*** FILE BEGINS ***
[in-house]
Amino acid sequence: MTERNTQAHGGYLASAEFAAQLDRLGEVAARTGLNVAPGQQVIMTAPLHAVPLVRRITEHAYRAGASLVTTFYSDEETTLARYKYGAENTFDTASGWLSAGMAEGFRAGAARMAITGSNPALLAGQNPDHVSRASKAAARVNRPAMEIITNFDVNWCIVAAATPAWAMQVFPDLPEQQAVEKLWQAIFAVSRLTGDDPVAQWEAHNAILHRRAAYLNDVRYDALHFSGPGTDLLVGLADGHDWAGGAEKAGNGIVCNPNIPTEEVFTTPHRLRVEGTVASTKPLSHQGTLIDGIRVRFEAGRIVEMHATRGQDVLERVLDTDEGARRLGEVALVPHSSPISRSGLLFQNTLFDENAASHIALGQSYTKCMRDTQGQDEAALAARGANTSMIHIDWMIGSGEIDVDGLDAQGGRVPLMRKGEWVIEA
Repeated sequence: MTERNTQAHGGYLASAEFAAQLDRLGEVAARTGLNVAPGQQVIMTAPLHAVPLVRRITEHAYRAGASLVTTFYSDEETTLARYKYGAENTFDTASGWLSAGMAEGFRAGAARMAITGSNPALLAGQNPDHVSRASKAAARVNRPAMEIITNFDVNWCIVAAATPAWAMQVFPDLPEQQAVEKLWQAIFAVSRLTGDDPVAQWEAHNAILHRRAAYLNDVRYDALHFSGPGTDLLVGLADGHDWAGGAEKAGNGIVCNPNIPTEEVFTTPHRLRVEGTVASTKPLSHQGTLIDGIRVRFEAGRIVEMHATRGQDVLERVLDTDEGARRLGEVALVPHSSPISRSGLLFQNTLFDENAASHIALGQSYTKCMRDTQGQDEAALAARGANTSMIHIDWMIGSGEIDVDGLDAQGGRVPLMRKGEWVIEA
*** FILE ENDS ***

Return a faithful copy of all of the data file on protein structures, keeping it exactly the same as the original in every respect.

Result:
[in-house]
Amino acid sequence: MTERNTQAHGGYLASAEFAAQLDRLGEVAARTGLNVAPGQQVIMTAPLHAVPLVRRITEHAYRAGASLVTTFYSDEETTLARYKYGAENTFDTASGWLSAGMAEGFRAGAARMAITGSNPALLAGQNPDHVSRASKAAARVNRPAMEIITNFDVNWCIVAAATPAWAMQVFPDLPEQQAVEKLWQAIFAVSRLTGDDPVAQWEAHNAILHRRAAYLNDVRYDALHFSGPGTDLLVGLADGHDWAGGAEKAGNGIVCNPNIPTEEVFTTPHRLRVEGTVASTKPLSHQGTLIDGIRVRFEAGRIVEMHATRGQDVLERVLDTDEGARRLGEVALVPHSSPISRSGLLFQNTLFDENAASHIALGQSYTKCMRDTQGQDEAALAARGANTSMIHIDWMIGSGEIDVDGLDAQGGRVPLMRKGEWVIEA
Repeated sequence: MTERNTQAHGGYLASAEFAAQLDRLGEVAARTGLNVAPGQQVIMTAPLHAVPLVRRITEHAYRAGASLVTTFYSDEETTLARYKYGAENTFDTASGWLSAGMAEGFRAGAARMAITGSNPALLAGQNPDHVSRASKAAARVNRPAMEIITNFDVNWCIVAAATPAWAMQVFPDLPEQQAVEKLWQAIFAVSRLTGDDPVAQWEAHNAILHRRAAYLNDVRYDALHFSGPGTDLLVGLADGHDWAGGAEKAGNGIVCNPNIPTEEVFTTPHRLRVEGTVASTKPLSHQGTLIDGIRVRFEAGRIVEMHATRGQDVLERVLDTDEGARRLGEVALVPHSSPISRSGLLFQNTLFDENAASHIALGQSYTKCMRDTQGQDEAALAARGANTSMIHIDWMIGSGEIDVDGLDAQGGRVPLMRKGEWVIEA